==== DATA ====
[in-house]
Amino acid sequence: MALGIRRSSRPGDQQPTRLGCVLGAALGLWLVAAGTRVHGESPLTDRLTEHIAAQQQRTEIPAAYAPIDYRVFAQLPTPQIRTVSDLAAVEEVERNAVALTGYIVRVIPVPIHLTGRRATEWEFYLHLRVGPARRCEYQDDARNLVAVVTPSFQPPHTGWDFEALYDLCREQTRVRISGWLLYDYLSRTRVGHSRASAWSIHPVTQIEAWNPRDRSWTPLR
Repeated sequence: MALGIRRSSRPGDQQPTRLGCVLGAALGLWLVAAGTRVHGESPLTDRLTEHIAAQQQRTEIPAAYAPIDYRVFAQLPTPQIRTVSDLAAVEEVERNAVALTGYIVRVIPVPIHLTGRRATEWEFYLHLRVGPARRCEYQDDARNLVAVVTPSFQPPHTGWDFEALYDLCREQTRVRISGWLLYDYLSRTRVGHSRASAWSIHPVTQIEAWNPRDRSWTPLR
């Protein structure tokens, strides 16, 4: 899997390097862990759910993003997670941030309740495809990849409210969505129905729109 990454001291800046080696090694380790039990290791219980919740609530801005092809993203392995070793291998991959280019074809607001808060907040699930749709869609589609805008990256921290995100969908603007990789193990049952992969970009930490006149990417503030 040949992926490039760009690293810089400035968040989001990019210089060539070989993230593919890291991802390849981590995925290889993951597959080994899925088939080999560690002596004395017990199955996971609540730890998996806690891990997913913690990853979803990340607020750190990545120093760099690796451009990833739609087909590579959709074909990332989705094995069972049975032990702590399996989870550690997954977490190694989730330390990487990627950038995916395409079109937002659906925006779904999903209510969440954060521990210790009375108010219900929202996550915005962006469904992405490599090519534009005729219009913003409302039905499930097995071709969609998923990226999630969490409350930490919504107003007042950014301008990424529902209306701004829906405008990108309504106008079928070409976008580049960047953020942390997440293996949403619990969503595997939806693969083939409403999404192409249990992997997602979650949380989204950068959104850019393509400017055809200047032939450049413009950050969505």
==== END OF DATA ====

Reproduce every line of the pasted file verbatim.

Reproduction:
[in-house]
Amino acid sequence: MALGIRRSSRPGDQQPTRLGCVLGAALGLWLVAAGTRVHGESPLTDRLTEHIAAQQQRTEIPAAYAPIDYRVFAQLPTPQIRTVSDLAAVEEVERNAVALTGYIVRVIPVPIHLTGRRATEWEFYLHLRVGPARRCEYQDDARNLVAVVTPSFQPPHTGWDFEALYDLCREQTRVRISGWLLYDYLSRTRVGHSRASAWSIHPVTQIEAWNPRDRSWTPLR
Repeated sequence: MALGIRRSSRPGDQQPTRLGCVLGAALGLWLVAAGTRVHGESPLTDRLTEHIAAQQQRTEIPAAYAPIDYRVFAQLPTPQIRTVSDLAAVEEVERNAVALTGYIVRVIPVPIHLTGRRATEWEFYLHLRVGPARRCEYQDDARNLVAVVTPSFQPPHTGWDFEALYDLCREQTRVRISGWLLYDYLSRTRVGHSRASAWSIHPVTQIEAWNPRDRSWTPLR
């Protein structure tokens, strides 16, 4: 899997390097862990759910993003997670941030309740495809990849409210969505129905729109 990454001291800046080696090694380790039990290791219980919740609530801005092809993203392995070793291998991959280019074809607001808060907040699930749709869609589609805008990256921290995100969908603007990789193990049952992969970009930490006149990417503030 040949992926490039760009690293810089400035968040989001990019210089060539070989993230593919890291991802390849981590995925290889993951597959080994899925088939080999560690002596004395017990199955996971609540730890998996806690891990997913913690990853979803990340607020750190990545120093760099690796451009990833739609087909590579959709074909990332989705094995069972049975032990702590399996989870550690997954977490190694989730330390990487990627950038995916395409079109937002659906925006779904999903209510969440954060521990210790009375108010219900929202996550915005962006469904992405490599090519534009005729219009913003409302039905499930097995071709969609998923990226999630969490409350930490919504107003007042950014301008990424529902209306701004829906405008990108309504106008079928070409976008580049960047953020942390997440293996949403619990969503595997939806693969083939409403999404192409249990992997997602979650949380989204950068959104850019393509400017055809200047032939450049413009950050969505």